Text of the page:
Google Day­dream View


TechLife Australia - - WEL­COME - [ JOEL BURGESS ]

WE’D LIKE TO thank who­ever’s mid­day nap led to the cre­ation of Google’s up­mar­ket new smart­phone VR head­set, ap­pro­pri­ately dubbed ‘Day­dream View’. This hip­ster head­set is wrapped in an ar­ray of pas­tel-coloured fab­rics that al­most makes wear­ing a VR head­set look palat­able to any ogling by­standers (a feat we’re gen­uinely im­pressed with) and though the sim­ple elas­tic head­band seems a stan­dard de­sign choice, it is ac­tu­ally ex­cep­tion­ally er­gonomic for a smart­phone VR head­set. One of our big­gest griev­ances with VR head­sets in gen­er­ally is that they don’t cater par­tic­u­larly well to the vis­ually im­paired, leav­ing lit­tle to no room for use with glasses (let alone ac­tu­ally mak­ing the ex­pe­ri­ence com­fort­able with spec­ta­cles). The Day­dream is an ex­cel­lent ex­cep­tion to this rule and we would feel gen­uinely dis­ap­pointed to have to go to back to any other head­set af­ter hav­ing seen (and felt) what was pos­si­ble.

There’s an­other key in­gre­di­ent that con­trib­utes to the over­all pleas­ant­ness of us­ing the Day­dream View: the in­cluded wire­less con­troller. As big fans of the wand re­motes that come with LG tele­vi­sions, it’s no sur­prise that we loved Day­dream’s Blue­tooth­con­nected side­kick-wand, too. Yes, it’s def­i­nitely taken in­spi­ra­tion from the re­motes and con­trollers of fully-fledged PC VR units like Ocu­lus’ Touch and HTC’s ‘Vands’ (ie. Vive wands) as Red­di­tors have dubbed them, but Google’s taken the stan­dard VR wand de­sign and added it’s own magic el­e­ments. Other than the 360º three-axis move­ment of the wand, the pri­mary con­trol is an er­gonomic con­cave touch­pad — in many games, this takes the role of a D-pad or click­able joy­stick. The re­main­ing con­trols are com­prised of a Home but­ton that al­lows you to exit or quickly re­ori­ent your per­spec­tive, an Ac­tion but­ton that has var­i­ous func­tions (de­pen­dent on the app or game) and a side-mounted vol­ume rocker. Un­for­tu­nately, there weren’t enough apps on the store at the time we tested to re­ally test the lim­its of what the con­troller is ca­pa­ble of, but there are a enough to give glimpses of its po­ten­tial.

In the iso­met­ric shooter plat­former Hunter’s Gate, the touch­pad moves the char­ac­ter while point­ing the wand shoots in 3D space, a com­bi­na­tion that amounts to a novel and in­tu­itive con­trol scheme. The hard­ware worked well with the paired smart­phone (the Day­dream View was only com­pat­i­ble with Google’s Pixel units, the Moto Z fam­ily of de­vices and ZTE’s Axon 7 at the time of writ­ing) and so, apart from a lit­tle light leak­age, the Day­dream gave a near per­fect per­for­mance from a hard­ware per­spec­tive.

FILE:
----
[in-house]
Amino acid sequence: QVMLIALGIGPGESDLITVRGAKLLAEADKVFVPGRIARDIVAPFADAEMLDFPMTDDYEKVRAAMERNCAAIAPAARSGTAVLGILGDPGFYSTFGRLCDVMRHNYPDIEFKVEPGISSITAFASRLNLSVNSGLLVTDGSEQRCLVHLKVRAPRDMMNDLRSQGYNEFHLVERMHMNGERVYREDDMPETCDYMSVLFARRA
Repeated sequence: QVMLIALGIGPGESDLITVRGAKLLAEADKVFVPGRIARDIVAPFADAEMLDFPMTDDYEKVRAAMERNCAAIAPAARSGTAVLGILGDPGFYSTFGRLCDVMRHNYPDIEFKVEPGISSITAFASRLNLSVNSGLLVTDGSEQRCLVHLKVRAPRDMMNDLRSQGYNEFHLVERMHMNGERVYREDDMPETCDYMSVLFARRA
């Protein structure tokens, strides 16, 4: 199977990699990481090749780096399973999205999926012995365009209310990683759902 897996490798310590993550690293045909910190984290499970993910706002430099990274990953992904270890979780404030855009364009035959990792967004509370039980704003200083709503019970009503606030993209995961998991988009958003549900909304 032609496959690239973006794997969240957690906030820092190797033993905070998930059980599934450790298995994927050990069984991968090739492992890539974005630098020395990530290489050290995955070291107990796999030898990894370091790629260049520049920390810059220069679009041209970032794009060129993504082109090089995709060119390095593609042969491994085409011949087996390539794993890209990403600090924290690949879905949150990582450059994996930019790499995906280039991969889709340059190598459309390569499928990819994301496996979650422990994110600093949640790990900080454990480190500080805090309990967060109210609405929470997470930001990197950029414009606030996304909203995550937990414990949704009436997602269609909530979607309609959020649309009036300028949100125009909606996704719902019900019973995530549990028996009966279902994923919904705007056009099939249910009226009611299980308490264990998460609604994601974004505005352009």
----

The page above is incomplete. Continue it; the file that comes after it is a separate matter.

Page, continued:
Just as is the case with smart­phones, the op­er­at­ing sys­tem or, in this case, the man­u­fac­turer’s soft­ware plat­form, plays an im­por­tant role in the over­all VR ex­pe­ri­ence. Sim­i­lar to Sam­sung’s Gear VR head­set, Day­dream is tied to Google’s pro­pri­etary smart­phone-VR app-ecosys­tem of the same name, which means it is lim­ited at the mo­ment com­pared to the ex­ten­sive app lists of Sam­sung’s Gear VR/Ocu­lus Store tie-in, or even that of Google Card­board for that mat­ter. The search com­pany has vowed to bring a de­cent list of apps onto the Day­dream plat­form by the end of 2016 that in­cludes all-star VR games like Gun­jack 2 and Keep Talk­ing and No­body Ex­plodes. From the hand­ful of ti­tles that were avail­able at launch, we’d have to say that our favourite was the Fan­tas­tic Beasts in­ter­ac­tive nar­ra­tive that put the wand con­troller to good use by al­low­ing you to ac­tu­ally cast spells with it.

If Google can add ti­tles quickly enough, it the­o­ret­i­cally has the hard­ware to over­take the Gear VR, but Sam­sung has more than a year’s worth of of smart­phone VR soft­ware up its sleeve at this point, plus a sig­nif­i­cantly big­ger user base (at least un­til a few more Day­dream-com­pat­i­ble smart­phones are re­leased) and a big PC VR soft­ware part­ner in the form of Ocu­lus. In other words, it doesn’t quite beat the Sam­sung Gear VR as an over­all smart­phone VR pack­age — but there’s cer­tainly a heap of po­ten­tial here.

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